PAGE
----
ROMNEY: Yes, of course, they should. Let's -- let's start out from the very beginning, which is Republicans recognize and have said for a long time we've got problems in health care; we need health care reform.

And, you know, we took that on in Massachusetts. We decided we wanted to get everybody insured. We've done that. I understand that the president considers his plan, in some respects, following the model of Massachusetts.

Let's learn from our experience. And that is, we got everybody in our state insured. Some 98 percent now are covered by insurance. And we did not have to put in place a government plan.

We have competition in the health insurance market. There are hundreds of health insurance companies that all compete with each other. We don't need to have the government get in and create a health insurance company in order to have competition. We've already got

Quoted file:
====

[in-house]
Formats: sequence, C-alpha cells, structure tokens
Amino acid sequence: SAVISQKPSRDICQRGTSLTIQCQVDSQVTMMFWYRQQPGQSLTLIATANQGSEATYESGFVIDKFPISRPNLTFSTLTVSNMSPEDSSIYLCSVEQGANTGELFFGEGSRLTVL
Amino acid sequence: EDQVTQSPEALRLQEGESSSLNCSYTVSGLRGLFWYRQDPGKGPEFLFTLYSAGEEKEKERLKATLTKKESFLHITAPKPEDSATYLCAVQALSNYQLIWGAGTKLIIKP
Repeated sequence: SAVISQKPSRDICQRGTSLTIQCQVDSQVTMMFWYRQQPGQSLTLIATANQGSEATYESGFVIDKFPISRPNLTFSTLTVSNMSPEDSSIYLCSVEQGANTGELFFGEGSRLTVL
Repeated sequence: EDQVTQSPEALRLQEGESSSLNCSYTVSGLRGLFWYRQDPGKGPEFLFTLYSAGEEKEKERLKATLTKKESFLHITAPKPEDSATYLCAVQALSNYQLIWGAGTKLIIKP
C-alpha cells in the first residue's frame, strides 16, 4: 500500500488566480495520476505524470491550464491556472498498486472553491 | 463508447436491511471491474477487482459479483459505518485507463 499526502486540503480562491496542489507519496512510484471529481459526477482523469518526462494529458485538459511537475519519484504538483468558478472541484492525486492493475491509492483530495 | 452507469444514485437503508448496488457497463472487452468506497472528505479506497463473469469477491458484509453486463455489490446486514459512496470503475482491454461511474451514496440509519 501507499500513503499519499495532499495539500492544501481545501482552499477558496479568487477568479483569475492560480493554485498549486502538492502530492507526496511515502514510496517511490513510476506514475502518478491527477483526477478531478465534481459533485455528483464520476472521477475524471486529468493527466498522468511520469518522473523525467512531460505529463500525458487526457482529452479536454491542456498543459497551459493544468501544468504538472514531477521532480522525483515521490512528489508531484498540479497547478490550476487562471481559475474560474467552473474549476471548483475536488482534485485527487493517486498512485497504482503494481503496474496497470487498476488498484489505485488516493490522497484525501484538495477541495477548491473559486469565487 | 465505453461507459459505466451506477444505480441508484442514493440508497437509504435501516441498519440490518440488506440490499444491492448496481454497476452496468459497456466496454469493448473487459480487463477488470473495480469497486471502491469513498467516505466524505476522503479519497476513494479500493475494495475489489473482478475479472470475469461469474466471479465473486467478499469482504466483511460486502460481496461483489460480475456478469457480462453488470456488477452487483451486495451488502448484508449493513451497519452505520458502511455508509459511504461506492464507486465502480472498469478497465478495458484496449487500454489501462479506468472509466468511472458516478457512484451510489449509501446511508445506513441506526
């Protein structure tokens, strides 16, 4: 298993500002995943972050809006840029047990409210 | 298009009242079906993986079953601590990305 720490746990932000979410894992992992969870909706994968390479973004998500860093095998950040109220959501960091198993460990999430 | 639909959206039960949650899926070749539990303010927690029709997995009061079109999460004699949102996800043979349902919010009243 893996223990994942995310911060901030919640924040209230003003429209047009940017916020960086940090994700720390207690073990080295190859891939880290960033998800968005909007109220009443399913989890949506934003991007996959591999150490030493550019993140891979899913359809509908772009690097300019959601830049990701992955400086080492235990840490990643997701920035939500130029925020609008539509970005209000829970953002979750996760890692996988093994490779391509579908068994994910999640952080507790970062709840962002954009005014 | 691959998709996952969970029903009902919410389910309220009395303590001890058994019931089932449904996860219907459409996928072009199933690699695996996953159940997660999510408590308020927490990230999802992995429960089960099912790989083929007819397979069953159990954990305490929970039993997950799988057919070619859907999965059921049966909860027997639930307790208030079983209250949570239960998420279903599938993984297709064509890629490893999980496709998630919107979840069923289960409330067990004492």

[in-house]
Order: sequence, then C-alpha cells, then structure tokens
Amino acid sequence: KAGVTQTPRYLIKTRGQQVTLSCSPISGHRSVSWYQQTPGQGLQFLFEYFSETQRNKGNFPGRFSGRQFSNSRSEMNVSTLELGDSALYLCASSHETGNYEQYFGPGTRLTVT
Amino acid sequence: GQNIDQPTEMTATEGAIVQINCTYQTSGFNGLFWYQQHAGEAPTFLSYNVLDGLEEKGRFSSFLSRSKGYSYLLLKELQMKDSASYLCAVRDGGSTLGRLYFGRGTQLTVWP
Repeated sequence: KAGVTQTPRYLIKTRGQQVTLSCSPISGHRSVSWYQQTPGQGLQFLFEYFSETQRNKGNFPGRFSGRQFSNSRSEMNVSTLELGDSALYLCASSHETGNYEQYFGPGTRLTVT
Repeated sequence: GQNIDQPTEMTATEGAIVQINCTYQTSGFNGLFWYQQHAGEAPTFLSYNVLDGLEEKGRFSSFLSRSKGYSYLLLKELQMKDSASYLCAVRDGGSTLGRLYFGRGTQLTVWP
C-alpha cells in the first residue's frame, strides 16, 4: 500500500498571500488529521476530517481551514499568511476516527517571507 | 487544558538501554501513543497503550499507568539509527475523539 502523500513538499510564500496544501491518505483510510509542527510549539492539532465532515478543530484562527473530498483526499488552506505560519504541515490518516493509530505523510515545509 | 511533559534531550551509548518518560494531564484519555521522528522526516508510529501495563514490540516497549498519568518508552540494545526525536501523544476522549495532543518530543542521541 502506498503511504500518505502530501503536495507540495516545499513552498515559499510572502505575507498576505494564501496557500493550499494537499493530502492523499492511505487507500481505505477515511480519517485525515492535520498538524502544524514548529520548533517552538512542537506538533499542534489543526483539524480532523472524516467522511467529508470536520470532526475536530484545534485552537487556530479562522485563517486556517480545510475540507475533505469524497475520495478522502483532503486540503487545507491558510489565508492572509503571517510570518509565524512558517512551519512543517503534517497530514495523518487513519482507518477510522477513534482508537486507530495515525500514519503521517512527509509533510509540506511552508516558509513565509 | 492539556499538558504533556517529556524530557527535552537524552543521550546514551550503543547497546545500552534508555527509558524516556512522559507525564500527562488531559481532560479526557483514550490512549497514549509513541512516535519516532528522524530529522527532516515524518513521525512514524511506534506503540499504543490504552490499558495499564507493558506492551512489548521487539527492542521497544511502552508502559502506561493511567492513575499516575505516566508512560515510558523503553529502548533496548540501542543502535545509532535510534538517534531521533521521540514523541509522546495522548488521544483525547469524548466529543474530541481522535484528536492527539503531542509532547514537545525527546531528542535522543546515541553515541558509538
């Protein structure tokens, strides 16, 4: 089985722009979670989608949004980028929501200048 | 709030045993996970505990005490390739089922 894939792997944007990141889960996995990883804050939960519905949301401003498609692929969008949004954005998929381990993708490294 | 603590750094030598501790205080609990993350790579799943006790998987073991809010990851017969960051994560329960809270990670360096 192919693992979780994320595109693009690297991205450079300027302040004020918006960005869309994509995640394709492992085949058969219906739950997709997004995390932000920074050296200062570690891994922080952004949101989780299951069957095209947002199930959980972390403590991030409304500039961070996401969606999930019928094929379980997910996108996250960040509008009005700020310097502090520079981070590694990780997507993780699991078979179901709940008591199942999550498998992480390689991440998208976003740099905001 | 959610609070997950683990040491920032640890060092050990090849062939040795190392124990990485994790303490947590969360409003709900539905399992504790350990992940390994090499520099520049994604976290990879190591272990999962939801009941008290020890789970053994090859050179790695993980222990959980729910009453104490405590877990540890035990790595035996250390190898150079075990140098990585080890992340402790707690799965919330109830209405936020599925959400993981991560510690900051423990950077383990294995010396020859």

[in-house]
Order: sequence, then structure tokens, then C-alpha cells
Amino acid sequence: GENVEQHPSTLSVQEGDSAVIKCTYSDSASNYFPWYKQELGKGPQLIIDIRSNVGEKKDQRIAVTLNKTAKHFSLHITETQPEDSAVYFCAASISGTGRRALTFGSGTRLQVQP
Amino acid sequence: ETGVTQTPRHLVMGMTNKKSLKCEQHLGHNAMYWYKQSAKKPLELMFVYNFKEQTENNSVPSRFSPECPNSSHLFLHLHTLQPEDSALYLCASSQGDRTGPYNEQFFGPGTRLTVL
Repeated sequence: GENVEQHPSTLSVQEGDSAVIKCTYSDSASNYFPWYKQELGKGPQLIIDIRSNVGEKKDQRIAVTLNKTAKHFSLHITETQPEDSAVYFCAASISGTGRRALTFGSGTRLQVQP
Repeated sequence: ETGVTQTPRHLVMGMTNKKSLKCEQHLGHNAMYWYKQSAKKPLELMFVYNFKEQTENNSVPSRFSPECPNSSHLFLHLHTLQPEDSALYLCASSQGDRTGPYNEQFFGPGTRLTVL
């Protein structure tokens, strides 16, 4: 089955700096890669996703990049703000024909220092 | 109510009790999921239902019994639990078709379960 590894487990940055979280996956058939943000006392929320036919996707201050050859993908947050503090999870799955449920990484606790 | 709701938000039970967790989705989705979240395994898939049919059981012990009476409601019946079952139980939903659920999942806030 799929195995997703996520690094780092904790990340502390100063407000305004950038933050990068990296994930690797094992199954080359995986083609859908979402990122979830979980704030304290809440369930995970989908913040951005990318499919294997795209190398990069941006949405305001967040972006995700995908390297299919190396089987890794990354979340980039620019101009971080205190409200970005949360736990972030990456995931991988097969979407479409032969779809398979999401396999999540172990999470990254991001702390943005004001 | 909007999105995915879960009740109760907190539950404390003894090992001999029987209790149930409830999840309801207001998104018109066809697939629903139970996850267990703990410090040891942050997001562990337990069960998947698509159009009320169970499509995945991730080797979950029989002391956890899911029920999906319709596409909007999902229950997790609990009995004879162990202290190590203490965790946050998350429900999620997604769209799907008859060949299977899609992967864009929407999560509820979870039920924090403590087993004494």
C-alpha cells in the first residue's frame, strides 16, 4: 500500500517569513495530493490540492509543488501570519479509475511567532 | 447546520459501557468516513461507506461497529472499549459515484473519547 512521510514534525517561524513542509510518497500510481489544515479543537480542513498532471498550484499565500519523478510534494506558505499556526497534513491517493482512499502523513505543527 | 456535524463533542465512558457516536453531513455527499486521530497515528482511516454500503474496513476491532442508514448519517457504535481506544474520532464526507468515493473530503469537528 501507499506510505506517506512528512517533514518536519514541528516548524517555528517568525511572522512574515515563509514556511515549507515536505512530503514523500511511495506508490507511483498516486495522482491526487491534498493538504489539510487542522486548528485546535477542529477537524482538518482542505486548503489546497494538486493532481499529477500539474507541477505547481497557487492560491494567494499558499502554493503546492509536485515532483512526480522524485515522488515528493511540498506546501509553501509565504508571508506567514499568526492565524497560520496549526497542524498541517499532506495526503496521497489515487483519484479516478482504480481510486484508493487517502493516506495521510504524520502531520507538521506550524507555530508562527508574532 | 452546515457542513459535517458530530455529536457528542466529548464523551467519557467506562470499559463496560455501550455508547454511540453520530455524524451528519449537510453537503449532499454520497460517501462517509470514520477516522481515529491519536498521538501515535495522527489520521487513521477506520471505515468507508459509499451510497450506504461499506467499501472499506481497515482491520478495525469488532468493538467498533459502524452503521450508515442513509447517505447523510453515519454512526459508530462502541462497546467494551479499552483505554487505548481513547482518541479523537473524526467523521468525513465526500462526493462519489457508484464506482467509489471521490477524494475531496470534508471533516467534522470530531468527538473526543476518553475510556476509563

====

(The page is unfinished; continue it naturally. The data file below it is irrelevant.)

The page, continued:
And let's be clear, here, George. This is not about getting competition in health coverage, which is already there. This is instead a Trojan horse. Barack Obama, when he ran for office, said he's in favor of a single-payer system. He's said it for years. This is a way of getting government in the insurance business so they can take over health care.

It's the wrong way to go. And every single Republican and every thinking Democrat who knows something about the private sector would realize the wrong thing for America is to get government into the health care business.

STEPHANOPOULOS: Except, Governor, you bring up the Massachusetts plan. And you're exactly right. And most studies have shown that Massachusetts has done a very good job of expanding coverage with this plan but has not done as good a job of controlling costs.

And some say that's because of the absence of a public plan. Alan Sager, professor of health policy at Boston University has said that health spending per person in Massachusetts has increased faster than the national average in seven of the last eight years.